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Gudima SO , Chang JH , Taylor JM
Restoration in vivo of defective hepatitis delta virus RNA genomes
RNA-A PUBLICATION OF THE RNA SOCIETY. 2006 Jun;12(6) :1061-1073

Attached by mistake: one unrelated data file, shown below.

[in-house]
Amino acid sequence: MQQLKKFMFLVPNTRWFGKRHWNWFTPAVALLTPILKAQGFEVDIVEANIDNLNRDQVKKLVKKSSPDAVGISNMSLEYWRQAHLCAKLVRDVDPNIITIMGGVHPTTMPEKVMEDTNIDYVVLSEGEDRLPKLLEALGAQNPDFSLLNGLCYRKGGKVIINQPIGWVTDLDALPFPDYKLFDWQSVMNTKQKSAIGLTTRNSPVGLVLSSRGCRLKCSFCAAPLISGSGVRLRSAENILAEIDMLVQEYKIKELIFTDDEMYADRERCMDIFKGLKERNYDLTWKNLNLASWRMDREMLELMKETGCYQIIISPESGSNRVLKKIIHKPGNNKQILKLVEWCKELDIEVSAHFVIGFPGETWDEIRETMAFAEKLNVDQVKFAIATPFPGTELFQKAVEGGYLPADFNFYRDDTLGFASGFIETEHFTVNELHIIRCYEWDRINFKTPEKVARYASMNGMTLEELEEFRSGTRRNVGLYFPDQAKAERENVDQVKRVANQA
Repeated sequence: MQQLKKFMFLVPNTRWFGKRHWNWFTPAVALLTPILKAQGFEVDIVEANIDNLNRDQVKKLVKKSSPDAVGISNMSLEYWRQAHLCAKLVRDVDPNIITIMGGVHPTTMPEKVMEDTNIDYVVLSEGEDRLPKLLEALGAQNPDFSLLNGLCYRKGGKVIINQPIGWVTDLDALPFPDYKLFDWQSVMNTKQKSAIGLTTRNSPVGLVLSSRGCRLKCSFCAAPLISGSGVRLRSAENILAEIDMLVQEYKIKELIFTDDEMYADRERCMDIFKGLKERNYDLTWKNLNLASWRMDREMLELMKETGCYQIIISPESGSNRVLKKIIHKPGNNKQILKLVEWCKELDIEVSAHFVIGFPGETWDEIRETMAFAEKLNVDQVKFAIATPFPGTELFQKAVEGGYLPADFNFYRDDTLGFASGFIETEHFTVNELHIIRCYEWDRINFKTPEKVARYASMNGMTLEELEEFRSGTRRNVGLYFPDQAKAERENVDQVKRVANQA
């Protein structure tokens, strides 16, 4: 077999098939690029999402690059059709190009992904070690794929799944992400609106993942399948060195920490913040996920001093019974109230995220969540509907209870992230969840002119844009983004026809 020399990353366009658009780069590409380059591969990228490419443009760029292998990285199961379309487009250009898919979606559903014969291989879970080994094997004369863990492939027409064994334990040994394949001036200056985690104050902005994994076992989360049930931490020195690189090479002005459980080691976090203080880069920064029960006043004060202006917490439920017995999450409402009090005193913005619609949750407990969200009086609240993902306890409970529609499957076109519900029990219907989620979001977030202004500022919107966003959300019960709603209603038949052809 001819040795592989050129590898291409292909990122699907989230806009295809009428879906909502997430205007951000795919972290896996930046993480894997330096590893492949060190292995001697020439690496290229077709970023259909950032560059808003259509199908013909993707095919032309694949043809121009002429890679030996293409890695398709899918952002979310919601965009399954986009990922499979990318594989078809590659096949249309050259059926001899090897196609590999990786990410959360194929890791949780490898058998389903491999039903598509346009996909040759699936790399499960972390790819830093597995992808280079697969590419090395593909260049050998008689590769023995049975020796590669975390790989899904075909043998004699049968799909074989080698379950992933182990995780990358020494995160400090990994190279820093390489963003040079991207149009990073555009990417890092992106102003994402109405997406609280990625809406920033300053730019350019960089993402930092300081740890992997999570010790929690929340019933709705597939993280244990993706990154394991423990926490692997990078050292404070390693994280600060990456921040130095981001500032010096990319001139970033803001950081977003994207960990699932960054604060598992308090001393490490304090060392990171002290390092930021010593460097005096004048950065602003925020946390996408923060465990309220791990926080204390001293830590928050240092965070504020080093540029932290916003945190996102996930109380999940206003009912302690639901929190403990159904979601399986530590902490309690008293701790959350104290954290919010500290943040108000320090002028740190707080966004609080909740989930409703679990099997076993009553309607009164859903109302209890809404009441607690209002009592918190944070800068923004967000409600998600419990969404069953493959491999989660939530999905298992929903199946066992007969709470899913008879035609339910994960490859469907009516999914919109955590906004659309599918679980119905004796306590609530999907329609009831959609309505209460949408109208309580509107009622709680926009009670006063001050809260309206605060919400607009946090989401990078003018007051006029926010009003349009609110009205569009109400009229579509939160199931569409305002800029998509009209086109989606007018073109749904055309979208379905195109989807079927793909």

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AbstractThe 1679-nt single-stranded RNA genome of hepatitis delta virus (HDV) is circular in conformation. It is able to fold into an unbranched rodlike structure via intramolecular base-pairing. This RNA is replicated by host RNA polymerase II (Pol II). Such transcription is unique, because Pol II is known only for its ability to act on DNA templates. The present study addressed the ability of the HDV RNA replication to tolerate insertions of up to 1000 nt of non-HDV sequence either at an end of the rodlike RNA structure or at a site embedded within the rod. The insertions did not interfere with the ability of primary transcripts to be processed in vivo by ribozyme cleavage and ligation. The insertions greatly reduced the ability of genomes to replicate. However, when total RNA from such transfected cells was used to transfect new recipient cells, replicating HDV RNAs could be detected by Northern analyses. The size of the emerged RNAs was consistent with loss of the inserted seque! nces. RT-PCR, cloning, and sequencing showed that recovery involved removal of inserted sequences with or without small deletions of adjacent RNA sequences. Such restoration of the RNA genome is consistent with a model requiring intramolecular template-switching (RNA recombination) during RNA-directed transcription, in combination with biological selection for maintenance of the rodlike structure of the template.